Astaire, Burns, Allen, In 'Distress' In London Town
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Lloyd Schwartz
Tuesday, November 15, 2011 at 10:55 AM
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George and Ira Gershwin wrote some of their best songs for movies — one of which, 1937's A Damsel in Distress, has just been issued by Warner Archives. Critic Lloyd Schwartz says it may be the oddest of the Gershwin brothers' films.

   

A Damsel in Distress was the third of only four films on which George Gershwin and his brother Ira collaborated. The star is Fred Astaire, but without Ginger Rogers. Their previous film together, Shall We Dance?, also with an unforgettable Gershwin score, hadn't lived up to studio expectations, and the now-famous stars were taking a break from each other.

This film has two substitutes for Rogers, one of the best and maybe the worst. Two songs from it became standards, and Astaire's longtime assistant, choreographer Hermes Pan, won an Oscar for dance direction for one of the most delightful production numbers in a Hollywood musical.

The story is based on a novel by P.G. Wodehouse, who also co-authored the screenplay. It's a mild satire of the snobbery of the British aristocracy. The heroine, the rebellious Lady Alyce Marshmorton, is played by 18-year-old Joan Fontaine (three years before she, in Suspicion, became the only actor ever to win an Oscar in an Alfred Hitchcock film).

Her family thinks she has fallen in love with Astaire, who plays an American dancer visiting London with his publicist and his dizzy secretary — played by George Burns and Gracie Allen. It's directed by George Stevens, who's better known for such high dramas as A Place in the Sun, Shane, and Giant, but who had previously directed Astaire and Rogers in what many people consider their very best film, Swingtime.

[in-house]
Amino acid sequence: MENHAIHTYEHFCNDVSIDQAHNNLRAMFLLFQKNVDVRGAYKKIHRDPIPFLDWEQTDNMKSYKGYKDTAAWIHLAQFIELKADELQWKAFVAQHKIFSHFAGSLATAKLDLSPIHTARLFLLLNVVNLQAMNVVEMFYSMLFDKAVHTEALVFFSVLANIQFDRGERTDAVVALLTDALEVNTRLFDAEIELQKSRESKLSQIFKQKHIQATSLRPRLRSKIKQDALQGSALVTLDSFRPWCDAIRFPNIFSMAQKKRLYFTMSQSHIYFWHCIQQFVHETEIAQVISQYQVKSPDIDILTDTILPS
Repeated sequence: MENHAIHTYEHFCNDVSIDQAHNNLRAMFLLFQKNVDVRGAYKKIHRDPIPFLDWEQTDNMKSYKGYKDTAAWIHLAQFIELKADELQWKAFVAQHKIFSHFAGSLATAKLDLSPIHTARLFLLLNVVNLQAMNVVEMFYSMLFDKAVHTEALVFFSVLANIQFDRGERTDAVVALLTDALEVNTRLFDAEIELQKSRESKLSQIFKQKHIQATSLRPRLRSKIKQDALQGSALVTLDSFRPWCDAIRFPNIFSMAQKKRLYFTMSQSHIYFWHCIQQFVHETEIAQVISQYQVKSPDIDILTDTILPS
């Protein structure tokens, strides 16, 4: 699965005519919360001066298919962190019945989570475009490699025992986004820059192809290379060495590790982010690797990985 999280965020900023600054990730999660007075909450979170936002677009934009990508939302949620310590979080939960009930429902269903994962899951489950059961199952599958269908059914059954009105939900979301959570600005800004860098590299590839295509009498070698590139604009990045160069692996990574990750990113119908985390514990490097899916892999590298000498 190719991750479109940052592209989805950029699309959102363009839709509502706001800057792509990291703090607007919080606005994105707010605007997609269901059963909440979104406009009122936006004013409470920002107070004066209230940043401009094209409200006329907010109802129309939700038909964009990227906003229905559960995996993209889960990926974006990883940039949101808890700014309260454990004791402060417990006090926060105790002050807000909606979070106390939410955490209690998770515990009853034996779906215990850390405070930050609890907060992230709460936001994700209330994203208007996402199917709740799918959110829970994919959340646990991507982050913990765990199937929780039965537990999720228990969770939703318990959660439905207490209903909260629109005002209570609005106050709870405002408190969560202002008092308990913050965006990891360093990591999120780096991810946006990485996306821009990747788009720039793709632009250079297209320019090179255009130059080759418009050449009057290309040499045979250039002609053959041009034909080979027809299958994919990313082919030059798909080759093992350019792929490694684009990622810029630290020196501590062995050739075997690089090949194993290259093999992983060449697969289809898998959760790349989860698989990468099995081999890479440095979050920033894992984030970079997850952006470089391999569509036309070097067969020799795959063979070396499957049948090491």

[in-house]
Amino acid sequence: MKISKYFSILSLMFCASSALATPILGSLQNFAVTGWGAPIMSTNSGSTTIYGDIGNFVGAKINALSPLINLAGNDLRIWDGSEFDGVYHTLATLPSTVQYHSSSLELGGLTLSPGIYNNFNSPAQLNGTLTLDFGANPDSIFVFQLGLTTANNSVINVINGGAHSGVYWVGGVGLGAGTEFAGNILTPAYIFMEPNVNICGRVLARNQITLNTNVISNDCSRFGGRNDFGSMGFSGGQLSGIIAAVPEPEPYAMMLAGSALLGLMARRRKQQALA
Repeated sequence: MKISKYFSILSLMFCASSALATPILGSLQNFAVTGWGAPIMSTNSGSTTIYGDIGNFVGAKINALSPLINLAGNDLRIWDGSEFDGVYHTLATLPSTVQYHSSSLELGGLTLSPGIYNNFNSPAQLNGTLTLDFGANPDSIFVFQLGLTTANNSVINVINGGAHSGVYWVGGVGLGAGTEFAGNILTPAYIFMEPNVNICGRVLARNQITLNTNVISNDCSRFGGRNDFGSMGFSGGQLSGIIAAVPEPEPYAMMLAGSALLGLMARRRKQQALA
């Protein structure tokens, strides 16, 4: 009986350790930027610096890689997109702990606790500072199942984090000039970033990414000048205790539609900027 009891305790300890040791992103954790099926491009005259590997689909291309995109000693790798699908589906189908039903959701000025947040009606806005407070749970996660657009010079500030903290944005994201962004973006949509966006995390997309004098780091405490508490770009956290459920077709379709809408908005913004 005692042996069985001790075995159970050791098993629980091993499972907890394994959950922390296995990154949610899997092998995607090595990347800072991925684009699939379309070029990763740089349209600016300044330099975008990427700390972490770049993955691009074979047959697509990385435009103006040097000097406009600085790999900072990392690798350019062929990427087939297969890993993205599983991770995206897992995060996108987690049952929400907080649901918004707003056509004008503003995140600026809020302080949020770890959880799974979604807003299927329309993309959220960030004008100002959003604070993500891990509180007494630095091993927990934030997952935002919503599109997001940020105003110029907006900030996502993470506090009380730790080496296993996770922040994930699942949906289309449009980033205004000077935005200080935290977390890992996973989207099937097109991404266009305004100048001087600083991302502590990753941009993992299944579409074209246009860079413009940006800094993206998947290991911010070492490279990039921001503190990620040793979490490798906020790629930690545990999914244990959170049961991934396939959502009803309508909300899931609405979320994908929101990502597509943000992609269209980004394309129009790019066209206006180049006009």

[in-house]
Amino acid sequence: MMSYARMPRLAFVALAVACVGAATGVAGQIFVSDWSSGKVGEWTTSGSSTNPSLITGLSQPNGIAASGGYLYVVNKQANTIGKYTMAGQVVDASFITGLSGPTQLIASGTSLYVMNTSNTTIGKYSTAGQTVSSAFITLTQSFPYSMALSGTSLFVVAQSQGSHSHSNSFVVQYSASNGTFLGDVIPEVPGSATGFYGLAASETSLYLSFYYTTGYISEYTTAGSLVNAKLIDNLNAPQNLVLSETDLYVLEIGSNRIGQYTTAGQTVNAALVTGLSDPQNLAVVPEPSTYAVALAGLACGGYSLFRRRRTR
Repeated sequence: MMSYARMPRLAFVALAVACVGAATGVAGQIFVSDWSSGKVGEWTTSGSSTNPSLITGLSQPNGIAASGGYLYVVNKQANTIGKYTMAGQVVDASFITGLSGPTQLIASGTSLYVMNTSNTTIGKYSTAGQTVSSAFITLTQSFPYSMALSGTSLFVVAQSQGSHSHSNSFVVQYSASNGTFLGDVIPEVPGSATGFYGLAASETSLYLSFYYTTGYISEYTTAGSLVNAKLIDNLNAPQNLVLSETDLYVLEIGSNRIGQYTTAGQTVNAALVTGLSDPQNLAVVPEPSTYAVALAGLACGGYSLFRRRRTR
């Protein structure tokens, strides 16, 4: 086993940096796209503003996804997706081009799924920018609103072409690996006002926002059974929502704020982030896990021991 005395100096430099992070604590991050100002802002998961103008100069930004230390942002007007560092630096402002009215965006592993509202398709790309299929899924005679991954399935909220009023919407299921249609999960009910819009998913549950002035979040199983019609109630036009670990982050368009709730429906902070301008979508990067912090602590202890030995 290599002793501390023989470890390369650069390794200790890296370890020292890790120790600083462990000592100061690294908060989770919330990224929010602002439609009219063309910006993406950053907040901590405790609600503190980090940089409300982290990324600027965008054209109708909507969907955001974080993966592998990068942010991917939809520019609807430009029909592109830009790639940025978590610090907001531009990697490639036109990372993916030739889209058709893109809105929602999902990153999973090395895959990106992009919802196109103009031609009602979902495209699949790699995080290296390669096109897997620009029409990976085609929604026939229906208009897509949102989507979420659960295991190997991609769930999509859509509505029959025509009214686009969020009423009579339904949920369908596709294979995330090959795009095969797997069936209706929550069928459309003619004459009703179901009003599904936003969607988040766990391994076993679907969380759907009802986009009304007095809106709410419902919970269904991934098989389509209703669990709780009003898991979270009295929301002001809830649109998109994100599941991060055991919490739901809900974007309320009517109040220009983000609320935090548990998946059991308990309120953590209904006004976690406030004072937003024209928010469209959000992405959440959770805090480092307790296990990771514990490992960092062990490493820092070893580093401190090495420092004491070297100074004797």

The British setting gives the Gershwins a chance to experiment; the score actually includes two madrigals. But the signal number is an 8-minute sequence in a fun-house, where Fred and George and Gracie slide down a chute, then dance on a double turntable turning in opposite directions — and in front of a series of fun-house mirrors that stretch them and shorten them and make them all legs with no bodies (a marvelously ironic image of Astaire).

Burns and Allen are veteran vaudevillians, and their dancing is feather-light, especially Gracie's hilarious non-stop trotting around that turntable. She's like some wonderful wind-up toy.

The main problem with the film is that Fontaine was no dancer. So the only romantic dance number in the film takes place in a woodland setting, and whenever possible, Fontaine is hidden by trees. It may be the only Astaire musical that doesn't end with a duet. The other great song in the film is "Nice Work If You Can Get It," with Astaire simultaneously dancing and playing drums with his feet.

Imagine a time in Hollywood when there were so many good movie songs that neither "A Foggy Day" nor "Nice Work If You Can Get It" was nominated for a best song Oscar. In fact, George Gershwin's only Oscar nomination was from the same year, for another song introduced by Fred Astaire — "They Can't Take That Away from Me," from Shall We Dance?

It lost to a Hawaiian number called "Sweet Leilani" that Bing Crosby made popular — which would be my nomination for the worst decision ever made by the Motion Picture Academy. [Copyright 2011 National Public Radio]



This article is filed in: Movies, Arts & Living

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